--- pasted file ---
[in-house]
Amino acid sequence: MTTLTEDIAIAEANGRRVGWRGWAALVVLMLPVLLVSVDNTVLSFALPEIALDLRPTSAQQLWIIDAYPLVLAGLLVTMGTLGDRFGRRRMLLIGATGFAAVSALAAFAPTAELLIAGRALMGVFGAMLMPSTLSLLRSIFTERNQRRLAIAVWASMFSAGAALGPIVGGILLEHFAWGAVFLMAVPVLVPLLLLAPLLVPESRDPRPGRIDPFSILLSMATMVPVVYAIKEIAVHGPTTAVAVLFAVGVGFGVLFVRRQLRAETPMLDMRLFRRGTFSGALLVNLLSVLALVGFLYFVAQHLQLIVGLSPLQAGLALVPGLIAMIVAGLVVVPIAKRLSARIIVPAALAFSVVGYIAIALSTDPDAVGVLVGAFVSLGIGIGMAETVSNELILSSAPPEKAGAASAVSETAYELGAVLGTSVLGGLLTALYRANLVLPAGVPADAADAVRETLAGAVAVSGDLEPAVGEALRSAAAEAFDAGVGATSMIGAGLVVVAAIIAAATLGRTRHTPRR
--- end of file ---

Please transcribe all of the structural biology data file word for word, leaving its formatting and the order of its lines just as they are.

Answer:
[in-house]
Amino acid sequence: MTTLTEDIAIAEANGRRVGWRGWAALVVLMLPVLLVSVDNTVLSFALPEIALDLRPTSAQQLWIIDAYPLVLAGLLVTMGTLGDRFGRRRMLLIGATGFAAVSALAAFAPTAELLIAGRALMGVFGAMLMPSTLSLLRSIFTERNQRRLAIAVWASMFSAGAALGPIVGGILLEHFAWGAVFLMAVPVLVPLLLLAPLLVPESRDPRPGRIDPFSILLSMATMVPVVYAIKEIAVHGPTTAVAVLFAVGVGFGVLFVRRQLRAETPMLDMRLFRRGTFSGALLVNLLSVLALVGFLYFVAQHLQLIVGLSPLQAGLALVPGLIAMIVAGLVVVPIAKRLSARIIVPAALAFSVVGYIAIALSTDPDAVGVLVGAFVSLGIGIGMAETVSNELILSSAPPEKAGAASAVSETAYELGAVLGTSVLGGLLTALYRANLVLPAGVPADAADAVRETLAGAVAVSGDLEPAVGEALRSAAAEAFDAGVGATSMIGAGLVVVAAIIAAATLGRTRHTPRR